Turkish President Erdoğan says gender equality ‘against nature’
First Lady Emine Erdoğan is pictured with her husband (R) at a political event. REUTERS PhotoPresident Recep Tayyip Erdoğan appears set to anger women and rights groups in Turkey once again after voicing his strong objection to the equality of women and men, instead recommending what he called “equivalency.”
“When we are able to look at human beings from the point of view of justice, then the elimination of discrimination between women and men would be possible in a much more fair, humane and conscientious way. What do women need?” Erdoğan said Nov. 24, delivering a speech at an international gathering in Istanbul aimed at discussing women’s rights and freedoms.
“Sometimes, here they say ‘men and women equality.’ But ‘equality among women’ and ‘equality among men’ is more correct. However, what is particularly essential is women’s equality before justice,” Erdoğan said at the Women and Justice Summit hosted by the Women and Democracy Association (KADEM).
“Equality is turning the victim into an oppressor by force or vice versa. What women need is to be able to be equivalent, rather than equal,” the president said.
He also reiterated an argument he voiced in the past, announcing: “You cannot bring women and men into equal positions; that is against nature because their nature is different.”
“For example, in work life, you cannot impose the same conditions on a pregnant woman as a man,” Erdoğan said.
The Turkish president has consistently exhorted women to have at least three children, while also terming abortion “murder” and railing against Caesarian sections.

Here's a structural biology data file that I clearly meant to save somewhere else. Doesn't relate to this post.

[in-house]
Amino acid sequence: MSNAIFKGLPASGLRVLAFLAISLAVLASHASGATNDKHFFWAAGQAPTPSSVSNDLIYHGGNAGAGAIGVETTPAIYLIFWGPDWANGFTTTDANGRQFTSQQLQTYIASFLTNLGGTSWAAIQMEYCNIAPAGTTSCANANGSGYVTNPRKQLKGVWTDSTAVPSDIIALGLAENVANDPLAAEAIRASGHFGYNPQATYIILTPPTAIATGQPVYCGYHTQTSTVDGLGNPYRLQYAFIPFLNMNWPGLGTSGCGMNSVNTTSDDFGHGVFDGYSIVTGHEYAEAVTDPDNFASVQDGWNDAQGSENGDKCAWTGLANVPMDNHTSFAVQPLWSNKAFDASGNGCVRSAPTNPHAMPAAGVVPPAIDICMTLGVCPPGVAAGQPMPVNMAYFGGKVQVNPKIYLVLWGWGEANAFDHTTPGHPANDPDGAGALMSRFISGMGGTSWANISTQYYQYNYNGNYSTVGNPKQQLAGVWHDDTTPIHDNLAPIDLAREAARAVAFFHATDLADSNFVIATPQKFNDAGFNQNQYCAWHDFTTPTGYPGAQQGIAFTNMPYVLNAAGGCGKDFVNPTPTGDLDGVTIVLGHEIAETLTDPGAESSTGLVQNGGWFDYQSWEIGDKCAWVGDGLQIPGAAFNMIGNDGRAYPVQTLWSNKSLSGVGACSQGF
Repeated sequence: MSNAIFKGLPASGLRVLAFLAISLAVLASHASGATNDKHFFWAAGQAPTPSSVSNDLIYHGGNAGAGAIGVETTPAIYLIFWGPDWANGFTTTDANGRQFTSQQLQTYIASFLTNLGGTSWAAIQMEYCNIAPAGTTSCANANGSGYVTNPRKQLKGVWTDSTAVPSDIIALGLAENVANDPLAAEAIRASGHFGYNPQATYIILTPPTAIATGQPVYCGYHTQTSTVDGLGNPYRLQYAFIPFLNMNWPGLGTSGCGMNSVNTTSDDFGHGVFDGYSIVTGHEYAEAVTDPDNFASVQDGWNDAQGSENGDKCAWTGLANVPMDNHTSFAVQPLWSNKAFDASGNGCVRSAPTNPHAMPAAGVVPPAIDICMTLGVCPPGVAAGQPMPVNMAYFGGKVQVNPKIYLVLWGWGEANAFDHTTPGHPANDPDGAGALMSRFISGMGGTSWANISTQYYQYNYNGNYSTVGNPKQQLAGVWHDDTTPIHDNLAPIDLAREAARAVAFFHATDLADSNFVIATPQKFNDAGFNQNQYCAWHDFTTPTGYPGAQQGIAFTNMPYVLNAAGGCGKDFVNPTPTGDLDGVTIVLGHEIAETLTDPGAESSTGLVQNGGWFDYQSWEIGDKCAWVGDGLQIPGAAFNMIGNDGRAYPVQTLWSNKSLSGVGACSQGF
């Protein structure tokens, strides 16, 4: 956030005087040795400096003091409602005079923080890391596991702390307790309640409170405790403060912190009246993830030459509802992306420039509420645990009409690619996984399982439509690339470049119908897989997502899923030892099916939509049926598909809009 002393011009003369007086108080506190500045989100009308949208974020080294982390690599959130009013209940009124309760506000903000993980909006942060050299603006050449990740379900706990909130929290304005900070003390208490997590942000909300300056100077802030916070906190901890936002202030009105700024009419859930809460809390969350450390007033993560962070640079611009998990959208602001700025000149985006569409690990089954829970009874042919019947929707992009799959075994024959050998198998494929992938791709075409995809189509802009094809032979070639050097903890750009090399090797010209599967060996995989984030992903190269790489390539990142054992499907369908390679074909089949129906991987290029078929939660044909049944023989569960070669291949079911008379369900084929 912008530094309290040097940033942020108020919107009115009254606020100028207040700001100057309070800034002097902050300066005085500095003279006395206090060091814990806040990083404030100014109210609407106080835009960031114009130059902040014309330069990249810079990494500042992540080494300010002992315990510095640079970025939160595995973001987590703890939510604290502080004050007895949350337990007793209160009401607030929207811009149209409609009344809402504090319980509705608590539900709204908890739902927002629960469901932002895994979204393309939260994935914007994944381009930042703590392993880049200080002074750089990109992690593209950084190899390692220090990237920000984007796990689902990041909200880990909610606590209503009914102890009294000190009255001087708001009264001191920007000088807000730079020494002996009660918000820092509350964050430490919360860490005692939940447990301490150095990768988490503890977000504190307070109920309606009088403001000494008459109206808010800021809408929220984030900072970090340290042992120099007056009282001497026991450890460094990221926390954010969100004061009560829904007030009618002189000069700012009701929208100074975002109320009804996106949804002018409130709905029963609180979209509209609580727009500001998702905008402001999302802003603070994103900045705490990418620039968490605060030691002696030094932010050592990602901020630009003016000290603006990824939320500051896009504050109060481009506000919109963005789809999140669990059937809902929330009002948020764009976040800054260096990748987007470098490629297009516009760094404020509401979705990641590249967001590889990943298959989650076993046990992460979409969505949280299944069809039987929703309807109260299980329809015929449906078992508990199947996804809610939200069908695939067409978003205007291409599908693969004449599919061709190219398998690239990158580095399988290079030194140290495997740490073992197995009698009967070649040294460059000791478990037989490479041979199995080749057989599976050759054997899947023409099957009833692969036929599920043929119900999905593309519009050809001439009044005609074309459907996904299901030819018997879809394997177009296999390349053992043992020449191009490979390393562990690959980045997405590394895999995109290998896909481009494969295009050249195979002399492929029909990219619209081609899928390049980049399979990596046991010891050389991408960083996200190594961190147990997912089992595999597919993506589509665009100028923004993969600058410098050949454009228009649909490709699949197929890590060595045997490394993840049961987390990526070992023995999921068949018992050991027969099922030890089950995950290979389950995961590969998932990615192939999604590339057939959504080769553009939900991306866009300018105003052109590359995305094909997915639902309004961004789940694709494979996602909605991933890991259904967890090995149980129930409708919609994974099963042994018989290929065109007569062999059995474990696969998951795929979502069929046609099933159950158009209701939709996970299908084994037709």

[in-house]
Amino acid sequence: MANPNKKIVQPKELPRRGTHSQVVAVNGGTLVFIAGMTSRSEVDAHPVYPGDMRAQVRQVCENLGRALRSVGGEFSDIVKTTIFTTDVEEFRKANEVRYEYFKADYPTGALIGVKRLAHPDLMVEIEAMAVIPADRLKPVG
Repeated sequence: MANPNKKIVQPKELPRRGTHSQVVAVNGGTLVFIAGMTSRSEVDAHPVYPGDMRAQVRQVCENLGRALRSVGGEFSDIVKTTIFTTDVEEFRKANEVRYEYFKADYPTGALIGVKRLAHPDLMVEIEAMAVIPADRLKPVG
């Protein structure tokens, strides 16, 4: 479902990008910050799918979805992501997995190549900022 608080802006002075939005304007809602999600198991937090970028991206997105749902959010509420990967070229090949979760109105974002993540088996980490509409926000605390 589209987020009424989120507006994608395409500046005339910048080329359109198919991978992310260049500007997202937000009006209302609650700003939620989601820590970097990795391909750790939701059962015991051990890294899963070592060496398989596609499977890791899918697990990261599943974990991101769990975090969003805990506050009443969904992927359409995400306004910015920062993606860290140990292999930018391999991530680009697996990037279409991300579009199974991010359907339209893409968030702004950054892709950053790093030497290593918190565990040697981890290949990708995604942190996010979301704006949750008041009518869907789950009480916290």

He also used the occasion to stage a strongly-worded attack on “feminism and feminists,” claiming that they “reject the concept of motherhood.”
“Our religion [Islam] has defined a position for women [in society]: Motherhood. Some people can understand this, while others can’t. You cannot explain this to feminists because they don’t accept the concept of motherhood,” he said.
Erdoğan quoted remarks attributed to Prophet Muhammad, saying “Paradise lies at the feet of mothers,” and also gave a personal anecdote: “I would kiss my mother’s feet because they smelled of paradise. She would glance coyly and cry sometimes. Motherhood is something else.”
The president’s mother, Tenzile Erdoğan, passed away in 2011 at the age of 88.
His speech at the Women and Justice Summit did not mark the first time he publicly praised motherhood. Back in 2008, he declared that designating just one day as Mothers’ Day was an “insult to mothers.” “In our beliefs, one kisses the feet of mothers. Paradise is next to the mother’s feet. That’s how we approach them,” he said at the time
Women rights activists and lawyers constantly criticize the Justice and Development Party (AKP) government, which was led by then-Prime Minister Erdoğan from 2003 until he was elected to the presidency in August, for the increasingly conservative and authoritarian political culture they say it is fostering.
Turkey ranked 120th of 136 nations in the World Economic Forum’s 2013 Gender Gap Index, down 15 places since 2006, while a 2011 U.N. report indicated that Turkey’s domestic violence rates are almost twice those in the United States and 10 times higher than in some European countries.